Deadlight is an alternate reality take on the typical post apocalyptic story. Instead of present day societal breakdown, Deadlight’s story takes place outside of Seattle in the 1980s, following a survivor named Randall as he searches for his missing family and friends.
As a fan of all things with zombies in them, Deadlight has been on my radar since it was announced. It is similar to previous Xbox Live Arcade titles, Limbo and Shadow Complex but never reaches the same level of greatness.
Deadlight borrows a trick from Limbo where the foreground, including the protagonist is presented as a silhouette where the background is a fully fleshed out, colorful world. Deadlight does benefit from terrific art direction with the city of Seattle appearing desolate with signs of a war that was lost. Empty vehicles litter the streets among broken down power lines and scarred pavement. Smoke can be seen billowing in the distance behind the shattered remains of corporate skyscrapers.
As a twist on the side scrolling formula, zombies that appear in the background can come into the foreground to try and eat our protagonist. If Randall stays in place for two long or makes too much noise, the zombies meandering around in the distance will take notice and shuffle their way towards the forefront of the screen. When you’re trying to make a precise jump or deal with a horde of zombies, seeing that you’ve gained the attention of additional zombies who will be at your throat in seconds, ups the tension dramatically.
The problem with zombies entering from the background is that Randall can still only hit enemies in the 2D space. Zombies that are very close to Randall, yet still in the background cannot be hit, even though they appear to be in the foreground. This lead to a few frustrating incidents where I used up stamina trying to attack a unhittable zombie only to be exhausted once the zombie made its way into the foreground.
The stamina mechanic that Tequila Works has implemented in Deadlight is a welcome feature that serves to make Randall feel like a vulnerable human as opposed to a superhuman zombie killing machine. Running for long periods of time, swinging an axe, and climbing a rope across a chasm deplete an upgradable stamina bar. Once depleted Randall has to catch his breath, which is the perfect time for a zombie to pounce. This discourages button mashing forcing the player to try and avoid zombies and pick the right time to strike.
There are a few mechanical issues that affect the game’s core platforming that severely detract from the great atmosphere of Deadlight. There are moments sprinkled throughout the game where the required jumps are so precise that they appear impossible. There is one instance in the second act where the jump looked straightforward and logical but I just could not make it. After several attempts I figured I must be missing something and spent the better part of forty minutes searching for alternative methods of crossing. The first jump I tried ended up being correct, even though I previously made the exact same jump several times. There are other sequences that require you to fail multiple times in order to learn when and where to move. These sequences would be nearly impossible on someone’s first attempt. While I try not to bash a game for being too hard, I should have the ability to succeed based upon my skill as opposed to trial and error.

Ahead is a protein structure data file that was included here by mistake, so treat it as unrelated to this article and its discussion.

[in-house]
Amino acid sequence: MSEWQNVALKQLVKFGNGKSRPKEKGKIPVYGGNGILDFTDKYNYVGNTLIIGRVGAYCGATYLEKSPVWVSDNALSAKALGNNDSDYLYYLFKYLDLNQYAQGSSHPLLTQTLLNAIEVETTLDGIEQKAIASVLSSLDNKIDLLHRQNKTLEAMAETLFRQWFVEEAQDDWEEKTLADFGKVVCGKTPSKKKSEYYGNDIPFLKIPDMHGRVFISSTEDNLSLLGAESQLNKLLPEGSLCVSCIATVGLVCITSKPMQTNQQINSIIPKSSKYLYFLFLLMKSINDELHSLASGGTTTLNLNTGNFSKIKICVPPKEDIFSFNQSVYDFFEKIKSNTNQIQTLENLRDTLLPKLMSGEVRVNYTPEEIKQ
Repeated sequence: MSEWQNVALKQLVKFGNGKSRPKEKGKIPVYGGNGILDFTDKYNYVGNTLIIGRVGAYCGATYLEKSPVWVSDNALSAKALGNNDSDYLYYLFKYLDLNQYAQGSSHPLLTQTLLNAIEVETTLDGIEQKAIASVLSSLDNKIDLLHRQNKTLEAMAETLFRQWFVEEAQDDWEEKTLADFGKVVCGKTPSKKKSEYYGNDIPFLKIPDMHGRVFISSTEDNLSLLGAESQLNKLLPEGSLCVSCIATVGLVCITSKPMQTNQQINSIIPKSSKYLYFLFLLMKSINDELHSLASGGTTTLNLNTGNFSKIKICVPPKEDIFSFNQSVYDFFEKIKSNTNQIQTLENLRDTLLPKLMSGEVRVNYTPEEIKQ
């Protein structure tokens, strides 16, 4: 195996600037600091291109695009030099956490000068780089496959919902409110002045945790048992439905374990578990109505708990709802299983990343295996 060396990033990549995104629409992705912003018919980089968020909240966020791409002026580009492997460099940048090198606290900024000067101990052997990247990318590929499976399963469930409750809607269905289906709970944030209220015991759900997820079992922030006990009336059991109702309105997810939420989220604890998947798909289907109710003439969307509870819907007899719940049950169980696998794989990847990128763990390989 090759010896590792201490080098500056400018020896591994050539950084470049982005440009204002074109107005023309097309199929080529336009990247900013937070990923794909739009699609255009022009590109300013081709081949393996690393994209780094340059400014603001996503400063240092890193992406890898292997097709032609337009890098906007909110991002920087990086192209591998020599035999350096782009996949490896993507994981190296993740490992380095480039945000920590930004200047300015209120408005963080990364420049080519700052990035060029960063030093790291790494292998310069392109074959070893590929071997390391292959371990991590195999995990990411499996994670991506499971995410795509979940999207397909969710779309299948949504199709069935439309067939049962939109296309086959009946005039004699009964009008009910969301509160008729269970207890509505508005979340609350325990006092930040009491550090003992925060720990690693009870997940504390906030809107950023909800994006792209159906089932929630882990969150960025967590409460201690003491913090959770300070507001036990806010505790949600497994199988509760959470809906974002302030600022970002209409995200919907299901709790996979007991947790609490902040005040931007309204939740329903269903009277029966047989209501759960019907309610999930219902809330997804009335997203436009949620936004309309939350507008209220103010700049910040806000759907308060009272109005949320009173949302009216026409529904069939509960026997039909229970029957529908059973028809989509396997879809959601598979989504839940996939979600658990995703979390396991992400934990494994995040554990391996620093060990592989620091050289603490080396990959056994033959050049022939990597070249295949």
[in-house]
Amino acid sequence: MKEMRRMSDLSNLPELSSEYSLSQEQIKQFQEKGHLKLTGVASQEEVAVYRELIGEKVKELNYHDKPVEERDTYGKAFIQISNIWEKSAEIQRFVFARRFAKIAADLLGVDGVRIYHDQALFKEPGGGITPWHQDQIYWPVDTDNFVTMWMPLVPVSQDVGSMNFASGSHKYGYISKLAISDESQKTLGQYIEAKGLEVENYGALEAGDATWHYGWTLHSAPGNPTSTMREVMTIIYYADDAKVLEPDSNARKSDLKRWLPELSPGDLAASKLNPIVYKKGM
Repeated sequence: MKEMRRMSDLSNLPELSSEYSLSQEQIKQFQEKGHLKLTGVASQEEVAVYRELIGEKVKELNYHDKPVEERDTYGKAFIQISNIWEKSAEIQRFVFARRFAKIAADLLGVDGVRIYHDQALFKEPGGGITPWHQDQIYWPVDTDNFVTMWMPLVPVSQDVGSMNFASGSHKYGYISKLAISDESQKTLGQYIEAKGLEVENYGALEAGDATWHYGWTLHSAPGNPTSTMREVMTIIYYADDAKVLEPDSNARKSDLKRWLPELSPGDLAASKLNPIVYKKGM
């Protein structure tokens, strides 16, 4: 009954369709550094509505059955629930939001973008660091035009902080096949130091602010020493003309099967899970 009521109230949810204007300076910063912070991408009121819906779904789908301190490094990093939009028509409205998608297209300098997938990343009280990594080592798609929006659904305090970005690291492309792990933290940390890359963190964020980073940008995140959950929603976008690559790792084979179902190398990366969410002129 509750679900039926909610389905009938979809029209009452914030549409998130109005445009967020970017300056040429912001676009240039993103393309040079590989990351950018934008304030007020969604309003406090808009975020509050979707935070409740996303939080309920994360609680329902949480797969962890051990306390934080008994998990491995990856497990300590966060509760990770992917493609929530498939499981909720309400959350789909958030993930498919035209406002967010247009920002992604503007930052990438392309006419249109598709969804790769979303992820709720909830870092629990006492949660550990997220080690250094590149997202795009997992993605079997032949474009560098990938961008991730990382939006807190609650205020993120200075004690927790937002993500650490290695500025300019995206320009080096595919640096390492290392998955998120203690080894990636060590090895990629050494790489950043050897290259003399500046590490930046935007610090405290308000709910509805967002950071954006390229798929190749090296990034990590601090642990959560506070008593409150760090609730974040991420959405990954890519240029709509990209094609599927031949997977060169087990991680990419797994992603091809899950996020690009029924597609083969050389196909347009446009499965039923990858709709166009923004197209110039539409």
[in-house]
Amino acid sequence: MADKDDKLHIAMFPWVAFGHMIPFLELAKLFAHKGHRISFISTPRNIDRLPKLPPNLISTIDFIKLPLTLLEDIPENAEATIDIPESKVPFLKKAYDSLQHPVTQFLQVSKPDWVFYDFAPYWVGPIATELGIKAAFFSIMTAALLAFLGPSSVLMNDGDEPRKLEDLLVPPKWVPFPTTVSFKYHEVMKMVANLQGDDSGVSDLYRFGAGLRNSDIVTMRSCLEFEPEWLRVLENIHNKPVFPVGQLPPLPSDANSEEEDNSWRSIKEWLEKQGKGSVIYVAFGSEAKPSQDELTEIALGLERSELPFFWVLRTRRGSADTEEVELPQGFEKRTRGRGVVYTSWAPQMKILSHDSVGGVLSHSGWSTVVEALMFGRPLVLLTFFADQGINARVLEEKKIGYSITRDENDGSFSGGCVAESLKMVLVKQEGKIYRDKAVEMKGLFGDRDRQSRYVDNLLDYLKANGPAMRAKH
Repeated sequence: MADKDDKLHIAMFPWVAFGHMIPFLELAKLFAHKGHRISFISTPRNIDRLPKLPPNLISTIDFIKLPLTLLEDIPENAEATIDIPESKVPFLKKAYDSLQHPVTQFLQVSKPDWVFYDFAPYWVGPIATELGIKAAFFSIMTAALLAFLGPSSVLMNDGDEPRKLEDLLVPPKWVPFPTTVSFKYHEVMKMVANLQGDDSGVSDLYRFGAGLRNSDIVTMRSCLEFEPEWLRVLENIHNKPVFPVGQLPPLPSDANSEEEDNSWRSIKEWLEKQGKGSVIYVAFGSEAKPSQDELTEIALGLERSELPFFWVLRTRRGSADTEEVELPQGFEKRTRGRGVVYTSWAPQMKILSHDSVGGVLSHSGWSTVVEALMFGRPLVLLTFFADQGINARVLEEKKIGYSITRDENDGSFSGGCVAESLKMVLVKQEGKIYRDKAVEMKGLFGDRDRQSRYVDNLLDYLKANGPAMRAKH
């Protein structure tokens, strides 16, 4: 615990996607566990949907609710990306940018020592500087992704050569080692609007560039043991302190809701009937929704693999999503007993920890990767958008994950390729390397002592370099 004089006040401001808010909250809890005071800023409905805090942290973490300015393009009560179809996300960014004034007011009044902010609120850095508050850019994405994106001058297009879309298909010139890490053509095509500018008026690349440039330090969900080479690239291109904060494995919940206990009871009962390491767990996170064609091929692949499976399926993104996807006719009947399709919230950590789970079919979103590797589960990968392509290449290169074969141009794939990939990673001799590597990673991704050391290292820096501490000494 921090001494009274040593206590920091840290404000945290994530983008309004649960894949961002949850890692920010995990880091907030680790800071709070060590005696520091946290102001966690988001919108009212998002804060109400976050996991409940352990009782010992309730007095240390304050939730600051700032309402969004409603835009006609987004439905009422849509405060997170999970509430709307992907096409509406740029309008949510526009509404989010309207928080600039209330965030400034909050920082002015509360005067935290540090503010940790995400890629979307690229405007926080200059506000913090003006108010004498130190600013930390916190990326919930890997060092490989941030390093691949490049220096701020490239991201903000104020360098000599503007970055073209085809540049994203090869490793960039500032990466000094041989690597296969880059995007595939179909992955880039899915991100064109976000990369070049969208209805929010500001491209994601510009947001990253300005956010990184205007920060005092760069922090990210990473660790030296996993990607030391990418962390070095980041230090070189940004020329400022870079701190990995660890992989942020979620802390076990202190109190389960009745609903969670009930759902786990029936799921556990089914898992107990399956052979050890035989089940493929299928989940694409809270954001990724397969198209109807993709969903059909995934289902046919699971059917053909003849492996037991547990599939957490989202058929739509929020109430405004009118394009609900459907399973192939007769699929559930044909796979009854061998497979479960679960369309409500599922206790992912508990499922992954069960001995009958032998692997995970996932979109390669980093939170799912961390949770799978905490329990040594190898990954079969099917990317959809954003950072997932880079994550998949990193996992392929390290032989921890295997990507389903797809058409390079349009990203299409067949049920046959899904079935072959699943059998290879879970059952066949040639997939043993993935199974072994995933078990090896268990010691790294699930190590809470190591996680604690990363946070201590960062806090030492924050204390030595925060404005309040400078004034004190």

During the sewer section of the second act, Deadlight devolves into this trial and error type of gameplay. The design of this portion of the game is jarringly unrealistic compared to the rest of the levels and serves to bring the player out of the experience. It noticeably throws plenty of platforming sections at you that can only be solved after dying multiple times. Unlike Limbo which instantly respawns you a few feet back, Deadlight makes you wait through a loading screen only to return to the last checkpoint. This area of the game gets tiresome quickly and lasts far longer than it should.
Setting the game in a post apocalyptic version of the past is interesting but the overall story does nothing unique and could very well take place today. None of the characters are fleshed out and the emotion impact of particular parts of the game was reduced because the audience had no time to begin to care for these characters. Without spoiling too much the ending of game suffers dramatically for this same reason. The voice acting also leaves a lot to be desired, which ultimately weakens the characters and their motivations.
The presentation and art direction of Deadlight is fantastic but the game ultimately falls short due to the story and some mechanical problems. As part of the zombie genre of games, Deadlight actually has deadly zombies that can be a lot of handle. If the game focused more on encounters with zombies as opposed to forceful platforming segments, Deadlight could have been the standout of this year’s summer of arcade.
This review is based on a downloadable copy of the 360 version of Deadlight.